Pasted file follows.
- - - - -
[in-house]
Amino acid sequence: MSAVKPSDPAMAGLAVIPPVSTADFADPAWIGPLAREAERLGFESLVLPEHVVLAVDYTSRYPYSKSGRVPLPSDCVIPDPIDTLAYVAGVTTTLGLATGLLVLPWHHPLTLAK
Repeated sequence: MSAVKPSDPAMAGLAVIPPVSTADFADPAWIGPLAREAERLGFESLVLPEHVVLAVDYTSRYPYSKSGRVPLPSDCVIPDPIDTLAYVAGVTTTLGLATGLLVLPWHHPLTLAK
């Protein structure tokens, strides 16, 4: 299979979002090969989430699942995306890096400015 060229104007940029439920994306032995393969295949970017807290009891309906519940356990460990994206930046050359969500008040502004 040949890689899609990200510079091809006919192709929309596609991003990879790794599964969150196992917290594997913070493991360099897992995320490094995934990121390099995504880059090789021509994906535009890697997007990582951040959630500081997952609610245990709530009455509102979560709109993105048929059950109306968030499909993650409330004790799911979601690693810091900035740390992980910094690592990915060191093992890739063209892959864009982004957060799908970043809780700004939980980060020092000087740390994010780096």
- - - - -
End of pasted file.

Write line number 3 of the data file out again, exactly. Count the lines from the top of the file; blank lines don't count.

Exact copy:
Repeated sequence: MSAVKPSDPAMAGLAVIPPVSTADFADPAWIGPLAREAERLGFESLVLPEHVVLAVDYTSRYPYSKSGRVPLPSDCVIPDPIDTLAYVAGVTTTLGLATGLLVLPWHHPLTLAK